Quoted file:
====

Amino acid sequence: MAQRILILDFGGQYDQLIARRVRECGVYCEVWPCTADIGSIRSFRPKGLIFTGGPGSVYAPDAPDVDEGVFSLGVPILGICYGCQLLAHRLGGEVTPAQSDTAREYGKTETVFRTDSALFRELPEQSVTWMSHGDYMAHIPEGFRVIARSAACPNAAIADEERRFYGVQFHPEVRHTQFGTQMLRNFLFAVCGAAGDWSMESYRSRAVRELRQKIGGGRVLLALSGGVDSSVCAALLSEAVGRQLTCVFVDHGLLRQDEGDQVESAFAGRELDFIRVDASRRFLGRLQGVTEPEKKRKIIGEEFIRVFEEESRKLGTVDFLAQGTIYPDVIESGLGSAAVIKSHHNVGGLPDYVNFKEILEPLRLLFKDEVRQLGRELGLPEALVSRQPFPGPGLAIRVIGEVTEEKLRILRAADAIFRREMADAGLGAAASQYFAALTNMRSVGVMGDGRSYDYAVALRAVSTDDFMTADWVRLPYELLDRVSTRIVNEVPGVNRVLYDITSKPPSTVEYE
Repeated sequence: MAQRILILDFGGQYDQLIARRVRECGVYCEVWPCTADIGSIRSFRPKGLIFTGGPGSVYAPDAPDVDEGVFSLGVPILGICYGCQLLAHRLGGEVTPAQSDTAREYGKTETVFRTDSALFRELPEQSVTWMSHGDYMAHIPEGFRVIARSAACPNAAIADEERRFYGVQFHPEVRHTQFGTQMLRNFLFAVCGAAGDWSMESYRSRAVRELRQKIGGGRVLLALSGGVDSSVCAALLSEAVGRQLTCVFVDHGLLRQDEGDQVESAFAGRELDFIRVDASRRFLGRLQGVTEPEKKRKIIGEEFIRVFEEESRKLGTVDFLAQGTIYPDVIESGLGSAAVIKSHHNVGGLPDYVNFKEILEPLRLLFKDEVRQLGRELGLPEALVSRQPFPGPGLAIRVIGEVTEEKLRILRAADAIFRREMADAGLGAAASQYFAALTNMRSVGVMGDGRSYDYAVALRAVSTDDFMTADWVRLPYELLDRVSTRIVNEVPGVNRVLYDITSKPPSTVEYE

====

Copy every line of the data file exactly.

Amino acid sequence: MAQRILILDFGGQYDQLIARRVRECGVYCEVWPCTADIGSIRSFRPKGLIFTGGPGSVYAPDAPDVDEGVFSLGVPILGICYGCQLLAHRLGGEVTPAQSDTAREYGKTETVFRTDSALFRELPEQSVTWMSHGDYMAHIPEGFRVIARSAACPNAAIADEERRFYGVQFHPEVRHTQFGTQMLRNFLFAVCGAAGDWSMESYRSRAVRELRQKIGGGRVLLALSGGVDSSVCAALLSEAVGRQLTCVFVDHGLLRQDEGDQVESAFAGRELDFIRVDASRRFLGRLQGVTEPEKKRKIIGEEFIRVFEEESRKLGTVDFLAQGTIYPDVIESGLGSAAVIKSHHNVGGLPDYVNFKEILEPLRLLFKDEVRQLGRELGLPEALVSRQPFPGPGLAIRVIGEVTEEKLRILRAADAIFRREMADAGLGAAASQYFAALTNMRSVGVMGDGRSYDYAVALRAVSTDDFMTADWVRLPYELLDRVSTRIVNEVPGVNRVLYDITSKPPSTVEYE
Repeated sequence: MAQRILILDFGGQYDQLIARRVRECGVYCEVWPCTADIGSIRSFRPKGLIFTGGPGSVYAPDAPDVDEGVFSLGVPILGICYGCQLLAHRLGGEVTPAQSDTAREYGKTETVFRTDSALFRELPEQSVTWMSHGDYMAHIPEGFRVIARSAACPNAAIADEERRFYGVQFHPEVRHTQFGTQMLRNFLFAVCGAAGDWSMESYRSRAVRELRQKIGGGRVLLALSGGVDSSVCAALLSEAVGRQLTCVFVDHGLLRQDEGDQVESAFAGRELDFIRVDASRRFLGRLQGVTEPEKKRKIIGEEFIRVFEEESRKLGTVDFLAQGTIYPDVIESGLGSAAVIKSHHNVGGLPDYVNFKEILEPLRLLFKDEVRQLGRELGLPEALVSRQPFPGPGLAIRVIGEVTEEKLRILRAADAIFRREMADAGLGAAASQYFAALTNMRSVGVMGDGRSYDYAVALRAVSTDDFMTADWVRLPYELLDRVSTRIVNEVPGVNRVLYDITSKPPSTVEYE